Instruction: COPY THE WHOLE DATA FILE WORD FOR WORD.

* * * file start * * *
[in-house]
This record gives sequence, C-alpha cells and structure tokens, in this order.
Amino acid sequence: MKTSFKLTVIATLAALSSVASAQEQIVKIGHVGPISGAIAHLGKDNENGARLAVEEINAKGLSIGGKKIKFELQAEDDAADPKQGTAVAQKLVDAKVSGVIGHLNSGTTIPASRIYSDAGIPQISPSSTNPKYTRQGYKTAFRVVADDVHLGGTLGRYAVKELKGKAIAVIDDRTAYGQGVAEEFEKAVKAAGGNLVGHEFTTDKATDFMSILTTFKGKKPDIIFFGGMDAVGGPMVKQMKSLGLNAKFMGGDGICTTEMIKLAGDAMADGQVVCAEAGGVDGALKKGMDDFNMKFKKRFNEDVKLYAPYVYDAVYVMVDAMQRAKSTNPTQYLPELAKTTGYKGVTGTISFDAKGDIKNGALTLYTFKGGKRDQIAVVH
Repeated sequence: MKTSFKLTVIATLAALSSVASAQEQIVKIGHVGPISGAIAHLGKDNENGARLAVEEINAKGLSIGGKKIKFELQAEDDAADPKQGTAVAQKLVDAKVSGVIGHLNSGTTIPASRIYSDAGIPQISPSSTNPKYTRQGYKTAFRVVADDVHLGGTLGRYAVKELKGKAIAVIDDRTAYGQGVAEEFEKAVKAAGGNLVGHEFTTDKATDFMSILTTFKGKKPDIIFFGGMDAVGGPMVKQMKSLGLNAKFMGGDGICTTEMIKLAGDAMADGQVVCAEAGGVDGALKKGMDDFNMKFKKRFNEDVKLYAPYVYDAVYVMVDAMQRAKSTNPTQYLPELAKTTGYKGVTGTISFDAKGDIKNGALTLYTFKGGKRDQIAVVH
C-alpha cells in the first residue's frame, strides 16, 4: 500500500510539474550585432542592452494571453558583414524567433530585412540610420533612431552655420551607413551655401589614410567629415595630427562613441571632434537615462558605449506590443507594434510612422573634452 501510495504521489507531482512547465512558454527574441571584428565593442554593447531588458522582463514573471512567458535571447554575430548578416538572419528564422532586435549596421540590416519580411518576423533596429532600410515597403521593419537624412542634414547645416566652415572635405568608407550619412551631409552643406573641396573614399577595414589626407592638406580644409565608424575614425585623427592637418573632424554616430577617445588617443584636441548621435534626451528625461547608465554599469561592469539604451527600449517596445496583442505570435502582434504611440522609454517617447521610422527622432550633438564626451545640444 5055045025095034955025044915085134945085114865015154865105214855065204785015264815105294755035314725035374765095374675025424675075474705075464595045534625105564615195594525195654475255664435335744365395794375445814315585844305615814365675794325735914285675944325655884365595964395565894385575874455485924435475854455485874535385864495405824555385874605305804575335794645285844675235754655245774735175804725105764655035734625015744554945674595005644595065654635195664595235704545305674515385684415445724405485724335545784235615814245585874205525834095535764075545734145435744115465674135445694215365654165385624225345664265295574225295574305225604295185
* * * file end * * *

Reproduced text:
[in-house]
This record gives sequence, C-alpha cells and structure tokens, in this order.
Amino acid sequence: MKTSFKLTVIATLAALSSVASAQEQIVKIGHVGPISGAIAHLGKDNENGARLAVEEINAKGLSIGGKKIKFELQAEDDAADPKQGTAVAQKLVDAKVSGVIGHLNSGTTIPASRIYSDAGIPQISPSSTNPKYTRQGYKTAFRVVADDVHLGGTLGRYAVKELKGKAIAVIDDRTAYGQGVAEEFEKAVKAAGGNLVGHEFTTDKATDFMSILTTFKGKKPDIIFFGGMDAVGGPMVKQMKSLGLNAKFMGGDGICTTEMIKLAGDAMADGQVVCAEAGGVDGALKKGMDDFNMKFKKRFNEDVKLYAPYVYDAVYVMVDAMQRAKSTNPTQYLPELAKTTGYKGVTGTISFDAKGDIKNGALTLYTFKGGKRDQIAVVH
Repeated sequence: MKTSFKLTVIATLAALSSVASAQEQIVKIGHVGPISGAIAHLGKDNENGARLAVEEINAKGLSIGGKKIKFELQAEDDAADPKQGTAVAQKLVDAKVSGVIGHLNSGTTIPASRIYSDAGIPQISPSSTNPKYTRQGYKTAFRVVADDVHLGGTLGRYAVKELKGKAIAVIDDRTAYGQGVAEEFEKAVKAAGGNLVGHEFTTDKATDFMSILTTFKGKKPDIIFFGGMDAVGGPMVKQMKSLGLNAKFMGGDGICTTEMIKLAGDAMADGQVVCAEAGGVDGALKKGMDDFNMKFKKRFNEDVKLYAPYVYDAVYVMVDAMQRAKSTNPTQYLPELAKTTGYKGVTGTISFDAKGDIKNGALTLYTFKGGKRDQIAVVH
C-alpha cells in the first residue's frame, strides 16, 4: 500500500510539474550585432542592452494571453558583414524567433530585412540610420533612431552655420551607413551655401589614410567629415595630427562613441571632434537615462558605449506590443507594434510612422573634452 501510495504521489507531482512547465512558454527574441571584428565593442554593447531588458522582463514573471512567458535571447554575430548578416538572419528564422532586435549596421540590416519580411518576423533596429532600410515597403521593419537624412542634414547645416566652415572635405568608407550619412551631409552643406573641396573614399577595414589626407592638406580644409565608424575614425585623427592637418573632424554616430577617445588617443584636441548621435534626451528625461547608465554599469561592469539604451527600449517596445496583442505570435502582434504611440522609454517617447521610422527622432550633438564626451545640444 5055045025095034955025044915085134945085114865015154865105214855065204785015264815105294755035314725035374765095374675025424675075474705075464595045534625105564615195594525195654475255664435335744365395794375445814315585844305615814365675794325735914285675944325655884365595964395565894385575874455485924435475854455485874535385864495405824555385874605305804575335794645285844675235754655245774735175804725105764655035734625015744554945674595005644595065654635195664595235704545305674515385684415445724405485724335545784235615814245585874205525834095535764075545734145435744115465674135445694215365654165385624225345664265295574225295574305225604295185